Another common issue that causes sewing needles to break is the tension of the machine is too tight. This has a pretty easy solution, but it can take some practice to get it right. Test your thread tension by using two different colored threads on the top and bottom.

You will be able to easily tell if the tension is too tight because you will see the top thread on the bottom of the fabric, or you might see the bottom thread on top of the fabric. If the tension is too tight, adjust your settings until the threads meet in the center of the fabric.

I recommend using these Heavy Duty Singer Needles. They are stronger than regular needles, and could be the solution to your problem. This is especially true if the needles you are using are too thin.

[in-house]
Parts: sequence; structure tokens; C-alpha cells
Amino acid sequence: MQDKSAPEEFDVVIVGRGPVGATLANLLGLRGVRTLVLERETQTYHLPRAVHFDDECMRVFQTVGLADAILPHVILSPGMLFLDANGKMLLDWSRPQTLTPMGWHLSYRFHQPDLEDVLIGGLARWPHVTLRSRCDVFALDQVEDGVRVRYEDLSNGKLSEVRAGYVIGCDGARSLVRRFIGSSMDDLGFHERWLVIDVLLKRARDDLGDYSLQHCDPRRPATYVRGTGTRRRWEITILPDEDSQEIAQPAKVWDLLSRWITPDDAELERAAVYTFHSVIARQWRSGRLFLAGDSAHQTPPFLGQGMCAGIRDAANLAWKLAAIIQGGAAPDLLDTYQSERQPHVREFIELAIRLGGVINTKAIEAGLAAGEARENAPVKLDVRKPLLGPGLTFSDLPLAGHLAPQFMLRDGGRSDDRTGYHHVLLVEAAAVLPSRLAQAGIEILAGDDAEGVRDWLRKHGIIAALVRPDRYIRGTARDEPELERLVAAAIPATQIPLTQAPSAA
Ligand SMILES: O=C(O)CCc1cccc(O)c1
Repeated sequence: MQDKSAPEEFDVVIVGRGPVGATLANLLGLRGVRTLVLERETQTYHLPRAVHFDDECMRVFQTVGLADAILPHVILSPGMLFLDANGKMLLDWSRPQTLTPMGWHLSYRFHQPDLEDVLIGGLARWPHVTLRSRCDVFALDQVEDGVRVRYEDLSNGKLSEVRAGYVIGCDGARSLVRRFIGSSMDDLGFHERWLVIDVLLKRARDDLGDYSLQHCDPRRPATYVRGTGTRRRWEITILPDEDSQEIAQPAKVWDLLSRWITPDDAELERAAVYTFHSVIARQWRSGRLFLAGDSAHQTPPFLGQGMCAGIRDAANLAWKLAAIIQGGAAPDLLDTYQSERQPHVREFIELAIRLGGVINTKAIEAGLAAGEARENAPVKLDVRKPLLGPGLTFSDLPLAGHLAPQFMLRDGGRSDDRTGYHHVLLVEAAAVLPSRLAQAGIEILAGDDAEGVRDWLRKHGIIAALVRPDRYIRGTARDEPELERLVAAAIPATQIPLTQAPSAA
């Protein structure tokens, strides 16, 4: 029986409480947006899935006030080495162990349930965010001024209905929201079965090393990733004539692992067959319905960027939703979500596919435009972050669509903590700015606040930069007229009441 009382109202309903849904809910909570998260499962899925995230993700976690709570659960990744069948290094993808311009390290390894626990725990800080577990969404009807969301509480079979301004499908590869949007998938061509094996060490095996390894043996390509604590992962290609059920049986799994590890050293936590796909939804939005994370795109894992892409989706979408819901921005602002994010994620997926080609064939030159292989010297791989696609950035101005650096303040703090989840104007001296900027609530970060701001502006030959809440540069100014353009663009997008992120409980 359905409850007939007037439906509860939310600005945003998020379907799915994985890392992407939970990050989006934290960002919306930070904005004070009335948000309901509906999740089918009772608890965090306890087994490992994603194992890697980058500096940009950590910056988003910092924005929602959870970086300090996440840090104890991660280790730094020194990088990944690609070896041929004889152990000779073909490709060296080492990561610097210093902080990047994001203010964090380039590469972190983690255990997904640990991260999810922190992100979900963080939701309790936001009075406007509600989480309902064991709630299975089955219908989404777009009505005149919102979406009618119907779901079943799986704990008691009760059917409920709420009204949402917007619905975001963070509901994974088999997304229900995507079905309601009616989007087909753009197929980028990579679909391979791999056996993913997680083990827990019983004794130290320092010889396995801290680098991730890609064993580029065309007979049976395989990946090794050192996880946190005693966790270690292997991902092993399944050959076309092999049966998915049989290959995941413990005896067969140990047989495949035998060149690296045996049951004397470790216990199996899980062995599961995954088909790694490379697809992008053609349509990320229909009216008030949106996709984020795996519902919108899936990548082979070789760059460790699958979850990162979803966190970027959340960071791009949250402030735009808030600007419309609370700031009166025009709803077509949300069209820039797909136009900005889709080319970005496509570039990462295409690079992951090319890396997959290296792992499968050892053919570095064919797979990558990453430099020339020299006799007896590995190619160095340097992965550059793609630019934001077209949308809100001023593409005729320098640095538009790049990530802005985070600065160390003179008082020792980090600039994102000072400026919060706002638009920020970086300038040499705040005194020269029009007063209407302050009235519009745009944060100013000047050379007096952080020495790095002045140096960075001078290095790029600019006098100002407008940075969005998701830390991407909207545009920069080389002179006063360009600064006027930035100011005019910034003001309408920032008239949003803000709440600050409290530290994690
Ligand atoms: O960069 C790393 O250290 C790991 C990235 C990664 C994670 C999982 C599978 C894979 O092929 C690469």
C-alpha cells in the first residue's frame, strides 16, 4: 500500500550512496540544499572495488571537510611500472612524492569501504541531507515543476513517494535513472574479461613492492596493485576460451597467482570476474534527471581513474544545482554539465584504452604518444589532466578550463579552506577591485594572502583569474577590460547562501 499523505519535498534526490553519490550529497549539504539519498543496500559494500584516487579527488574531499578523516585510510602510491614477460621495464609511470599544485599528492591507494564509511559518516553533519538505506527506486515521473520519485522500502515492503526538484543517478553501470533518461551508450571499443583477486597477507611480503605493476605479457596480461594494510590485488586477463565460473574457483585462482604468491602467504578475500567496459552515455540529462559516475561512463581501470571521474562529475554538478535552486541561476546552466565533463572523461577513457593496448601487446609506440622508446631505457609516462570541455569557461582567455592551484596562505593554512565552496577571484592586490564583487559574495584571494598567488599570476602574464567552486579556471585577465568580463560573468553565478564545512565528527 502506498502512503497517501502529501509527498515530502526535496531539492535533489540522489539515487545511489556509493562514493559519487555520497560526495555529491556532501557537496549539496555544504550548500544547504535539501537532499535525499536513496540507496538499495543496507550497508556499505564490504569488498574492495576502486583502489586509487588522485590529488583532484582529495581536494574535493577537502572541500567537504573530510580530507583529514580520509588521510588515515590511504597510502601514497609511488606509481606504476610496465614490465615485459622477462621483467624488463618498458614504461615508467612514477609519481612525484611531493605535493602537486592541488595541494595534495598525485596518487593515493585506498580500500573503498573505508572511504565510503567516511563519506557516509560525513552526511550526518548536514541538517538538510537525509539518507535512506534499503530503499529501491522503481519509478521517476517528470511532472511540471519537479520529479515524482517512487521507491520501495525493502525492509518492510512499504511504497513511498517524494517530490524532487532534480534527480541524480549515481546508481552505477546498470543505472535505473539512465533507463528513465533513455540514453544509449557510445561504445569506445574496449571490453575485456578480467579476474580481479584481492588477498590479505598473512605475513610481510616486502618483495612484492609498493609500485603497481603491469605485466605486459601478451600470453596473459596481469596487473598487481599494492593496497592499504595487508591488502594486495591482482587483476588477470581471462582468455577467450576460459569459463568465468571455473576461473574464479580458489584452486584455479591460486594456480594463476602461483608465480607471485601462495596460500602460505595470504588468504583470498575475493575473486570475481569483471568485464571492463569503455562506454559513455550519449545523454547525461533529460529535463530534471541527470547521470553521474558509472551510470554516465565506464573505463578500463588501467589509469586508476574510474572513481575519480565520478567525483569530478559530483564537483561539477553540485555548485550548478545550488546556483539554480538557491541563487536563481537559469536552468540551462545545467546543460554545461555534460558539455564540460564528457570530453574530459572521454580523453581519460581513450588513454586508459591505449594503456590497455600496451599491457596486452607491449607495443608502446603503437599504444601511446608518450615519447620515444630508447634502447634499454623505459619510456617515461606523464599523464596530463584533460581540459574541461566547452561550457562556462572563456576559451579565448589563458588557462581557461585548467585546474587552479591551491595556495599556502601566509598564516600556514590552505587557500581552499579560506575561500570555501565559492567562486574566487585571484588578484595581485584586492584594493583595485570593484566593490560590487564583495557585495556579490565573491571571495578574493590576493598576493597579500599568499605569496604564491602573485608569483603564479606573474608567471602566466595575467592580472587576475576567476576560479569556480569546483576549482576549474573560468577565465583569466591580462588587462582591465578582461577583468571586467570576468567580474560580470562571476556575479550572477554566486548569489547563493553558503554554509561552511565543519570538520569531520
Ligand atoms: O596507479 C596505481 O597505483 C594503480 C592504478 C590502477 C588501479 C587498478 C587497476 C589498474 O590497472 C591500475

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Your needle might also be breaking because you are using one that is too thin for your project. Fine threads and small needles are for sewing thin fabrics. Thicker threads and larger needles are for sewing heavier fabrics. You can avoid this by testing out the needle and thread on a scrap piece of fabric before starting your project.

What Tension Should My Sewing Machine Be on?

Figuring out the right tension for your sewing machine can seem overwhelming, but once you get the hang of it, it’ll be a piece of cake. Having your sewing machine on the right tension is not only beneficial for your project, but also for your sewing machine.